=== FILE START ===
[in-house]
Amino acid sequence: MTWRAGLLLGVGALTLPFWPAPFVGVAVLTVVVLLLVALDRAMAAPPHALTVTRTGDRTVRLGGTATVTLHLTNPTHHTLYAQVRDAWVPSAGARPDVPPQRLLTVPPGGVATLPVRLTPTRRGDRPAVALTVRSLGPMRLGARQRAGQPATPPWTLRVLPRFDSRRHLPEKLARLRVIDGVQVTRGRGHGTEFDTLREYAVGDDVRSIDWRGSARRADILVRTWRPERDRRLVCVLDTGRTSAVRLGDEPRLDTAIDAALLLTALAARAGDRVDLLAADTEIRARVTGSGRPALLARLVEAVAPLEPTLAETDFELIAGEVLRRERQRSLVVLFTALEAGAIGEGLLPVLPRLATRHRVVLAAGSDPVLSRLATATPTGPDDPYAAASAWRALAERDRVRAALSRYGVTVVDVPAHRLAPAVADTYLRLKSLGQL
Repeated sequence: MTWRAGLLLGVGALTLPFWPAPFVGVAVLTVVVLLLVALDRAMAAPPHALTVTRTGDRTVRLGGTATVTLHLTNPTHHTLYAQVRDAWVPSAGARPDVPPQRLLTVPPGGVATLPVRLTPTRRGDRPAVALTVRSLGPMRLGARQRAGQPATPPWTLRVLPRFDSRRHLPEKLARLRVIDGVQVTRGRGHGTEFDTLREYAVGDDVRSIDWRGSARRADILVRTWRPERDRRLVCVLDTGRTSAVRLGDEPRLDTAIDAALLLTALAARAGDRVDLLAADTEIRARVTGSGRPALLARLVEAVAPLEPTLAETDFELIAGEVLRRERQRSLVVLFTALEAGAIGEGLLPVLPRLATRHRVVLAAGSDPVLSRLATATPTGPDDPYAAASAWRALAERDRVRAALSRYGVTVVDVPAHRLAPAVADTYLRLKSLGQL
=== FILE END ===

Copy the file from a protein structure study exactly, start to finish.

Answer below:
[in-house]
Amino acid sequence: MTWRAGLLLGVGALTLPFWPAPFVGVAVLTVVVLLLVALDRAMAAPPHALTVTRTGDRTVRLGGTATVTLHLTNPTHHTLYAQVRDAWVPSAGARPDVPPQRLLTVPPGGVATLPVRLTPTRRGDRPAVALTVRSLGPMRLGARQRAGQPATPPWTLRVLPRFDSRRHLPEKLARLRVIDGVQVTRGRGHGTEFDTLREYAVGDDVRSIDWRGSARRADILVRTWRPERDRRLVCVLDTGRTSAVRLGDEPRLDTAIDAALLLTALAARAGDRVDLLAADTEIRARVTGSGRPALLARLVEAVAPLEPTLAETDFELIAGEVLRRERQRSLVVLFTALEAGAIGEGLLPVLPRLATRHRVVLAAGSDPVLSRLATATPTGPDDPYAAASAWRALAERDRVRAALSRYGVTVVDVPAHRLAPAVADTYLRLKSLGQL
Repeated sequence: MTWRAGLLLGVGALTLPFWPAPFVGVAVLTVVVLLLVALDRAMAAPPHALTVTRTGDRTVRLGGTATVTLHLTNPTHHTLYAQVRDAWVPSAGARPDVPPQRLLTVPPGGVATLPVRLTPTRRGDRPAVALTVRSLGPMRLGARQRAGQPATPPWTLRVLPRFDSRRHLPEKLARLRVIDGVQVTRGRGHGTEFDTLREYAVGDDVRSIDWRGSARRADILVRTWRPERDRRLVCVLDTGRTSAVRLGDEPRLDTAIDAALLLTALAARAGDRVDLLAADTEIRARVTGSGRPALLARLVEAVAPLEPTLAETDFELIAGEVLRRERQRSLVVLFTALEAGAIGEGLLPVLPRLATRHRVVLAAGSDPVLSRLATATPTGPDDPYAAASAWRALAERDRVRAALSRYGVTVVDVPAHRLAPAVADTYLRLKSLGQL